Wednesday, July 16, 2008

On learning...

I can recall several instances in my life, where I was called upon to learn a new skill. Sometimes it was out of dire necessity, sometimes out of choice. When we were young and attending school, it was viewed as natural. It was basically our job as a kid. To attend school and to learn. We also attended school and played afterwards, to acquire and hone our interpersonal skills. To learn how to interact with other people. Our parents worked and provided a household for us. That was their job.

Nowadays it has become not only trendy but commonly accepted, to view these years as a bothersome burden. Even in pop culture, education is seen and promoted as a waste of time and we've convinced our children that it's a 'psychologically scarring period' for young adults. What utter bullshit!! After school hours are largely taken up with young people isolating themselves away from actual people and living out their lives online in a world of make believe. No wonder we're breeding generations of morons who can scarcely tie their own shoes and who are socially retarded.

School, just as any other method of education, is NOT a chore. It is NOT a burden. It IS a golden opportunity. It IS a natural part of evolving into a sentient human being. To believe otherwise, is to condemn oneself to a life of limited opportunities. I'm not necessarily talking university here, unless you have a specific calling that'll justify incurring that type of debt. I'm talking the basics: English, math, science, geography, history and social sciences.

Learning anything new is not hard. All that is required is interest, concentration and practise. If a person brings these three elements to any learning session, they cannot help but succeed. Without interest however, they might as well not bother showing up. If a person does not want to learn, they will only waste their time and that of their teacher. Nothing happens overnight and most skills require some time to perfect. That is why they are called 'skills' and not simple deeds. I have become quite accomplished over the years, with the use of tools. If I were to think back on my first encounters with a hammer, I'd have to say that my thumbs were not very happy. Did I give up using a hammer? No... I went one step better. I learned not to hammer the snot out of my thumbs! As a result, I have gone on to complete many tasks in my life, which have brought me satisfaction and have also built up equity in many of the properties we have owned.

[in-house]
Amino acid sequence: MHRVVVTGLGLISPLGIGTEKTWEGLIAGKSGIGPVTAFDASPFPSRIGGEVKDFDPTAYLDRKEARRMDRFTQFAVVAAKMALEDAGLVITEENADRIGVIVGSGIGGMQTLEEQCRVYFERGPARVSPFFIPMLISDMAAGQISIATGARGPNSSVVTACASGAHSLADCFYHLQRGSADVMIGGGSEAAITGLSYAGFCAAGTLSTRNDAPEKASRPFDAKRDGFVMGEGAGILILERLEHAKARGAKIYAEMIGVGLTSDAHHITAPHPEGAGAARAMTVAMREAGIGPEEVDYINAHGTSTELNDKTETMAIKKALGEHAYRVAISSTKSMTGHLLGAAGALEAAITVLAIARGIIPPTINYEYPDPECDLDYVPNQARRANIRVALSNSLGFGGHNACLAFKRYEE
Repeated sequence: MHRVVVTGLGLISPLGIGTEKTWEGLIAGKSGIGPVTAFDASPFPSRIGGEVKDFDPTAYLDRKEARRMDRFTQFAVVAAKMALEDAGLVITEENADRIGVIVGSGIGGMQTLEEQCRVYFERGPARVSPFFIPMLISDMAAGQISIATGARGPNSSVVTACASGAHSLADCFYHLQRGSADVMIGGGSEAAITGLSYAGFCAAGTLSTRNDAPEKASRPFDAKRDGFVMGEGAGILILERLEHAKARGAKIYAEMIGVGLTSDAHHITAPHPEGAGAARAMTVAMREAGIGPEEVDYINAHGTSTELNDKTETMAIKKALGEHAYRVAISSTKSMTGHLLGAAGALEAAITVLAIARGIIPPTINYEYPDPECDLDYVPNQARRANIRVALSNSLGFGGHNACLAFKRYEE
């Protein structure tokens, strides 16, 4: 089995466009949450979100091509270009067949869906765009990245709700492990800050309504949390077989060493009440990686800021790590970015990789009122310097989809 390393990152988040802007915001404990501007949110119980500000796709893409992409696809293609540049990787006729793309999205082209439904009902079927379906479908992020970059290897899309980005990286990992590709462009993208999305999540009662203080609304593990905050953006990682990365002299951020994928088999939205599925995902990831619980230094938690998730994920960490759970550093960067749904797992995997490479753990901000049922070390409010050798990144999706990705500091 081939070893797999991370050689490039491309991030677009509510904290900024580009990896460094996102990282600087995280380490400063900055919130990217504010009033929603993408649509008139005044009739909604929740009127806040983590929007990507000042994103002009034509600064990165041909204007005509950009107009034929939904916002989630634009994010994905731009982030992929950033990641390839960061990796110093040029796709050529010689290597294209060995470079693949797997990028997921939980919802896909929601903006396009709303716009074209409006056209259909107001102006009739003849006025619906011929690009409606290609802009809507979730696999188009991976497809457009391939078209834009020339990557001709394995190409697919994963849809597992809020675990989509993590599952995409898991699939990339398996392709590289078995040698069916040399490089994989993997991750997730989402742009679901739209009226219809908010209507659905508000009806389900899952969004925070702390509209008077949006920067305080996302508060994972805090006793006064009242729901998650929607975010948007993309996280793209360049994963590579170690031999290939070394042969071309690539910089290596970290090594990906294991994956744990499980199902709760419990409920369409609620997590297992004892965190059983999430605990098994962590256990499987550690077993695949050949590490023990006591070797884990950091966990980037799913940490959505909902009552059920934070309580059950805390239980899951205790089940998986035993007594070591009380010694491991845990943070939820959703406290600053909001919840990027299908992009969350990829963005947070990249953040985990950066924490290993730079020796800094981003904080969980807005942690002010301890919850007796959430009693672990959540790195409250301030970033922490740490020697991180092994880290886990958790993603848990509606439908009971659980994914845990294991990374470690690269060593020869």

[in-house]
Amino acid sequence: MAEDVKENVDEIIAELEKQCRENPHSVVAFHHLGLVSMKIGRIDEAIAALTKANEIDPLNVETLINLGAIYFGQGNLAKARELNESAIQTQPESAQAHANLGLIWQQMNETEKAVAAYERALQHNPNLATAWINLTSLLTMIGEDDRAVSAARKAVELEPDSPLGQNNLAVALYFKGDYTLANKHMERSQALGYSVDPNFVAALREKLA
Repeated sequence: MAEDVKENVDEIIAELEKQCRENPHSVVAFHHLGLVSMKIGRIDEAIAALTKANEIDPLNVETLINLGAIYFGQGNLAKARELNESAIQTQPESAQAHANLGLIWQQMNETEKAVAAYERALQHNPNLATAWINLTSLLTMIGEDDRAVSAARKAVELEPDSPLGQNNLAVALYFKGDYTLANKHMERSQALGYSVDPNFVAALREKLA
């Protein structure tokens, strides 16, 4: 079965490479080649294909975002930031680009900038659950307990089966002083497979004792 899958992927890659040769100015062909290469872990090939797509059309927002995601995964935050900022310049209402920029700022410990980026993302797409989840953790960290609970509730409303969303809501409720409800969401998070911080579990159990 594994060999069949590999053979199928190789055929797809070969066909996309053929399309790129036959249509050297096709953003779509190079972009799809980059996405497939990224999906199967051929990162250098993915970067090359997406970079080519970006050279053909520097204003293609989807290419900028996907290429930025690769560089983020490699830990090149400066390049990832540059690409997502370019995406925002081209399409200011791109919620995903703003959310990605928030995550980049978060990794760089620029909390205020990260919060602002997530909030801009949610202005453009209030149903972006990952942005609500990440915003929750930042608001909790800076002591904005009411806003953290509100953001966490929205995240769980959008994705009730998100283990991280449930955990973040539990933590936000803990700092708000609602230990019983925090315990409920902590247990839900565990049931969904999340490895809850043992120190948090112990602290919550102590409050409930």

During my Naval career, I was called upon to become a radar tech, in order to move up to the rank of Master Seaman and progress in my trade as an RP 271 to an RT 272. I had had my share of naysayers growing up and if I were ever to have given credence to their assessment of me, I would never have been able to take on the daunting world of advanced trigonometry, binary math, electronics and microprocessors. Upon returning to my next unit, I would be responsible for the maintenance of countless Naval Combat systems, ensuring the ship's readiness and combat survivability.

For many people, the one thing which holds them back is fear. Fear of failure, fear of ridicule... This fear is grounded in a poor self-image. An image which firmly believes that what others think of us, matters more than what we think of ourselves. An image that tells us we're 'not good enough', or that we're 'less than'... endlessly comparing themself against others whom they see as being 'better' in some way. We settle for a life of mediocrity, never daring to challenge ourselves or expand the envelope of what we think we know. Again this is unhealthy, dysfunctional thinking. Where does it stem from? Our parental upbringing, just about every ad you'll see or hear in the media, our friends and relations... the sources are endless. And all are wrong!

But just as surely as we have learned to think and feel wrongly about ourselves, we can choose to replace these ideas with healthier ones of our own design. Impossible? Not at all. As I've already said, all you need to bring to the table is an interest in making this happen in your life, the concentration and the practise. It really is as simple as it sounds. By employing these three elements, there is nothing you can't accomplish. It is just as easy to believe that you can do something, as it is to believe that you can't. It is far more reasonable and healthy to have faith in your own perception of self, than to turn over control of your life to strangers. The only difference is in the end results.

Probably one of the worst things I hear on the phone from some of our older callers, is that: "Ohhh...I don't own a computer. I don't want to get into that stuff... I'm too old for that...". Too old to learn? I don't think so... God forbid that I should reach a stage in life where I give up. Where I stop doing anything I love... like learning. How beaten down have you become, when the prospect of stimulating your mind seems like an effort not worth making? And this comment I hear from people younger than me! My friend, I sure as Hell wouldn't want to be in your skin in another 10 years...

But then again, this is only one man's opinion. :)

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